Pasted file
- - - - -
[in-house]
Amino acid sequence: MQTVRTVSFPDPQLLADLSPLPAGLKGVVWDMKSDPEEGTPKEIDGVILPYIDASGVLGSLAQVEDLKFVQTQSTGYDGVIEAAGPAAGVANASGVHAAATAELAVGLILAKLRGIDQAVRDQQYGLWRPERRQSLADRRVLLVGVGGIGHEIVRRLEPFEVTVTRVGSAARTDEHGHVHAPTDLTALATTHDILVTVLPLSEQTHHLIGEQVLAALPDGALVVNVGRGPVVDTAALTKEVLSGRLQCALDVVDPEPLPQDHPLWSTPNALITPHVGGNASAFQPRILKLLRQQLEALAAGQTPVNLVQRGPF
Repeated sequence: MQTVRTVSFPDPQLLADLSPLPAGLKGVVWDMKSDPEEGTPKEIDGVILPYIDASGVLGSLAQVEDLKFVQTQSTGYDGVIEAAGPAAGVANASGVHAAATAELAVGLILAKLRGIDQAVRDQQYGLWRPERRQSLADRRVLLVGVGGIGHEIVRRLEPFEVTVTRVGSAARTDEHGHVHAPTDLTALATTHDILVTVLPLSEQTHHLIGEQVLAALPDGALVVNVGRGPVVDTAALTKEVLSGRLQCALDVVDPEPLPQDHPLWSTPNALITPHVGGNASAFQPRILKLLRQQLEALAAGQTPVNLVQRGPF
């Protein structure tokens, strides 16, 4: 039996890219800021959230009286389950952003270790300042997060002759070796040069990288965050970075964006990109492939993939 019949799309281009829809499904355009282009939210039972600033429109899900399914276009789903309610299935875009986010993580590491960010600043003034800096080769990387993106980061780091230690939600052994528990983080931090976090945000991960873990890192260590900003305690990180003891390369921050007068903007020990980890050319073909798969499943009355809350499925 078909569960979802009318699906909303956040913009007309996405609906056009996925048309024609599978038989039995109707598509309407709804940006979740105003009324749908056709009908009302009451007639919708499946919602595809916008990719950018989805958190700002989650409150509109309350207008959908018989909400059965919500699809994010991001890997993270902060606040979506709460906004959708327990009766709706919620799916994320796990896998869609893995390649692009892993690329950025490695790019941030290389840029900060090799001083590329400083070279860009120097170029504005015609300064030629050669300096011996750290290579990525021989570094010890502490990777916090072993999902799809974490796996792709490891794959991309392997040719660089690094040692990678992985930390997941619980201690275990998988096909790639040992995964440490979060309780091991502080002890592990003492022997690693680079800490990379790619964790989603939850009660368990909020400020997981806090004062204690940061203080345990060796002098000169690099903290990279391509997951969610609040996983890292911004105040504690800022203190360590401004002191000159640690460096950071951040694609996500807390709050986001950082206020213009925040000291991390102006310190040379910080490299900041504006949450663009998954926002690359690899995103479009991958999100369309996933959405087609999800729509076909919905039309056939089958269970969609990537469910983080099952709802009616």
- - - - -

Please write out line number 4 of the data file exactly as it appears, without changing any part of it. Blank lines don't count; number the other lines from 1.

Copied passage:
């Protein structure tokens, strides 16, 4: 039996890219800021959230009286389950952003270790300042997060002759070796040069990288965050970075964006990109492939993939 019949799309281009829809499904355009282009939210039972600033429109899900399914276009789903309610299935875009986010993580590491960010600043003034800096080769990387993106980061780091230690939600052994528990983080931090976090945000991960873990890192260590900003305690990180003891390369921050007068903007020990980890050319073909798969499943009355809350499925 078909569960979802009318699906909303956040913009007309996405609906056009996925048309024609599978038989039995109707598509309407709804940006979740105003009324749908056709009908009302009451007639919708499946919602595809916008990719950018989805958190700002989650409150509109309350207008959908018989909400059965919500699809994010991001890997993270902060606040979506709460906004959708327990009766709706919620799916994320796990896998869609893995390649692009892993690329950025490695790019941030290389840029900060090799001083590329400083070279860009120097170029504005015609300064030629050669300096011996750290290579990525021989570094010890502490990777916090072993999902799809974490796996792709490891794959991309392997040719660089690094040692990678992985930390997941619980201690275990998988096909790639040992995964440490979060309780091991502080002890592990003492022997690693680079800490990379790619964790989603939850009660368990909020400020997981806090004062204690940061203080345990060796002098000169690099903290990279391509997951969610609040996983890292911004105040504690800022203190360590401004002191000159640690460096950071951040694609996500807390709050986001950082206020213009925040000291991390102006310190040379910080490299900041504006949450663009998954926002690359690899995103479009991958999100369309996933959405087609999800729509076909919905039309056939089958269970969609990537469910983080099952709802009616």